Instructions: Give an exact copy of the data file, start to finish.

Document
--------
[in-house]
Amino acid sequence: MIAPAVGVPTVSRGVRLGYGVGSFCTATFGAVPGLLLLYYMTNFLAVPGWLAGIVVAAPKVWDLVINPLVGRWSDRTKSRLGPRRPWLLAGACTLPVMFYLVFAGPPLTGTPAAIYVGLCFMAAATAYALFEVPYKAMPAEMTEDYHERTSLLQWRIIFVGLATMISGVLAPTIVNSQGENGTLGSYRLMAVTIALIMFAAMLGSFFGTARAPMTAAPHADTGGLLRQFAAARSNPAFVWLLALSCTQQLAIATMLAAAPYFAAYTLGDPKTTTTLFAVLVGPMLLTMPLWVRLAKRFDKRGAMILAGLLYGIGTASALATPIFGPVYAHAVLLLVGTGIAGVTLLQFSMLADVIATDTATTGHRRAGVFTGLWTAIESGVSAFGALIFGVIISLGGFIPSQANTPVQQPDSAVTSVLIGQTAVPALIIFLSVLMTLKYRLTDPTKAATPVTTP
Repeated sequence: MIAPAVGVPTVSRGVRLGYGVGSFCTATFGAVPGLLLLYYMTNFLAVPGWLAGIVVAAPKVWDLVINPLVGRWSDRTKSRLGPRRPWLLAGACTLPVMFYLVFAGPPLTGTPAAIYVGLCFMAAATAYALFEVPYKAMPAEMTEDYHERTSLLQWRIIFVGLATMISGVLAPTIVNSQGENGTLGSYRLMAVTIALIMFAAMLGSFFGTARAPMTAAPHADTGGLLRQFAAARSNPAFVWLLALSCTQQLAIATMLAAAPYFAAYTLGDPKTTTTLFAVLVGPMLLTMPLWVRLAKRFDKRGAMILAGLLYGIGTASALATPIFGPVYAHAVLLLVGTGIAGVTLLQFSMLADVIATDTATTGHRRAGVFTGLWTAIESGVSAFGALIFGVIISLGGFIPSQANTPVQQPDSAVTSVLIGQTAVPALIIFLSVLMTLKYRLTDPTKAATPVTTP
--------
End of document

[in-house]
Amino acid sequence: MIAPAVGVPTVSRGVRLGYGVGSFCTATFGAVPGLLLLYYMTNFLAVPGWLAGIVVAAPKVWDLVINPLVGRWSDRTKSRLGPRRPWLLAGACTLPVMFYLVFAGPPLTGTPAAIYVGLCFMAAATAYALFEVPYKAMPAEMTEDYHERTSLLQWRIIFVGLATMISGVLAPTIVNSQGENGTLGSYRLMAVTIALIMFAAMLGSFFGTARAPMTAAPHADTGGLLRQFAAARSNPAFVWLLALSCTQQLAIATMLAAAPYFAAYTLGDPKTTTTLFAVLVGPMLLTMPLWVRLAKRFDKRGAMILAGLLYGIGTASALATPIFGPVYAHAVLLLVGTGIAGVTLLQFSMLADVIATDTATTGHRRAGVFTGLWTAIESGVSAFGALIFGVIISLGGFIPSQANTPVQQPDSAVTSVLIGQTAVPALIIFLSVLMTLKYRLTDPTKAATPVTTP
Repeated sequence: MIAPAVGVPTVSRGVRLGYGVGSFCTATFGAVPGLLLLYYMTNFLAVPGWLAGIVVAAPKVWDLVINPLVGRWSDRTKSRLGPRRPWLLAGACTLPVMFYLVFAGPPLTGTPAAIYVGLCFMAAATAYALFEVPYKAMPAEMTEDYHERTSLLQWRIIFVGLATMISGVLAPTIVNSQGENGTLGSYRLMAVTIALIMFAAMLGSFFGTARAPMTAAPHADTGGLLRQFAAARSNPAFVWLLALSCTQQLAIATMLAAAPYFAAYTLGDPKTTTTLFAVLVGPMLLTMPLWVRLAKRFDKRGAMILAGLLYGIGTASALATPIFGPVYAHAVLLLVGTGIAGVTLLQFSMLADVIATDTATTGHRRAGVFTGLWTAIESGVSAFGALIFGVIISLGGFIPSQANTPVQQPDSAVTSVLIGQTAVPALIIFLSVLMTLKYRLTDPTKAATPVTTP